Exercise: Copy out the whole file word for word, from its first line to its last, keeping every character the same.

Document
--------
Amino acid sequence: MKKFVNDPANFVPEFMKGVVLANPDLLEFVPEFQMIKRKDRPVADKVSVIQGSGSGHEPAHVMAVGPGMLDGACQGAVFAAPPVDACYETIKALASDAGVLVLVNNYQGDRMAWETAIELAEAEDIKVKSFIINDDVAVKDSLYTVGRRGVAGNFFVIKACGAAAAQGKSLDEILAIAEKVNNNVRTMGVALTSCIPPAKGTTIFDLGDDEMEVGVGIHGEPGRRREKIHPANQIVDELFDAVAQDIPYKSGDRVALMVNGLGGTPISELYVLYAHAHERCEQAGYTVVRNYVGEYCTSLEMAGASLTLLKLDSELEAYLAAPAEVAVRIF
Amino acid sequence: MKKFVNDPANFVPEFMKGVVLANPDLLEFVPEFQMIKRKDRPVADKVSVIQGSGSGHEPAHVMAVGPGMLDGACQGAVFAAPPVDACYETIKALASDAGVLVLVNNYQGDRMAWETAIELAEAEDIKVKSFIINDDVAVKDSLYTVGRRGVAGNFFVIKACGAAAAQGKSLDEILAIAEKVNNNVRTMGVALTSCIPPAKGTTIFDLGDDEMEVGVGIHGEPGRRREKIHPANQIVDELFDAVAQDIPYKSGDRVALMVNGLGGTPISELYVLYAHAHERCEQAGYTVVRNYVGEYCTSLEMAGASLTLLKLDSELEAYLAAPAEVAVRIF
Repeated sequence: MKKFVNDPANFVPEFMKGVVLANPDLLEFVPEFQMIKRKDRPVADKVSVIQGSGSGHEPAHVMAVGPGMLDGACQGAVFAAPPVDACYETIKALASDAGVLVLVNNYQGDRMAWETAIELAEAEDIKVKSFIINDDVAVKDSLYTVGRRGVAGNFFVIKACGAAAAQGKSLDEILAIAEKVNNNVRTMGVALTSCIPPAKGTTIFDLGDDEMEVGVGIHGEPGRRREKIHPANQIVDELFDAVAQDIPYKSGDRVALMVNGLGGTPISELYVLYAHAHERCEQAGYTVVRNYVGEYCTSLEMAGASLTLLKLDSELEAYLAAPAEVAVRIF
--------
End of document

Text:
Amino acid sequence: MKKFVNDPANFVPEFMKGVVLANPDLLEFVPEFQMIKRKDRPVADKVSVIQGSGSGHEPAHVMAVGPGMLDGACQGAVFAAPPVDACYETIKALASDAGVLVLVNNYQGDRMAWETAIELAEAEDIKVKSFIINDDVAVKDSLYTVGRRGVAGNFFVIKACGAAAAQGKSLDEILAIAEKVNNNVRTMGVALTSCIPPAKGTTIFDLGDDEMEVGVGIHGEPGRRREKIHPANQIVDELFDAVAQDIPYKSGDRVALMVNGLGGTPISELYVLYAHAHERCEQAGYTVVRNYVGEYCTSLEMAGASLTLLKLDSELEAYLAAPAEVAVRIF
Amino acid sequence: MKKFVNDPANFVPEFMKGVVLANPDLLEFVPEFQMIKRKDRPVADKVSVIQGSGSGHEPAHVMAVGPGMLDGACQGAVFAAPPVDACYETIKALASDAGVLVLVNNYQGDRMAWETAIELAEAEDIKVKSFIINDDVAVKDSLYTVGRRGVAGNFFVIKACGAAAAQGKSLDEILAIAEKVNNNVRTMGVALTSCIPPAKGTTIFDLGDDEMEVGVGIHGEPGRRREKIHPANQIVDELFDAVAQDIPYKSGDRVALMVNGLGGTPISELYVLYAHAHERCEQAGYTVVRNYVGEYCTSLEMAGASLTLLKLDSELEAYLAAPAEVAVRIF
Repeated sequence: MKKFVNDPANFVPEFMKGVVLANPDLLEFVPEFQMIKRKDRPVADKVSVIQGSGSGHEPAHVMAVGPGMLDGACQGAVFAAPPVDACYETIKALASDAGVLVLVNNYQGDRMAWETAIELAEAEDIKVKSFIINDDVAVKDSLYTVGRRGVAGNFFVIKACGAAAAQGKSLDEILAIAEKVNNNVRTMGVALTSCIPPAKGTTIFDLGDDEMEVGVGIHGEPGRRREKIHPANQIVDELFDAVAQDIPYKSGDRVALMVNGLGGTPISELYVLYAHAHERCEQAGYTVVRNYVGEYCTSLEMAGASLTLLKLDSELEAYLAAPAEVAVRIF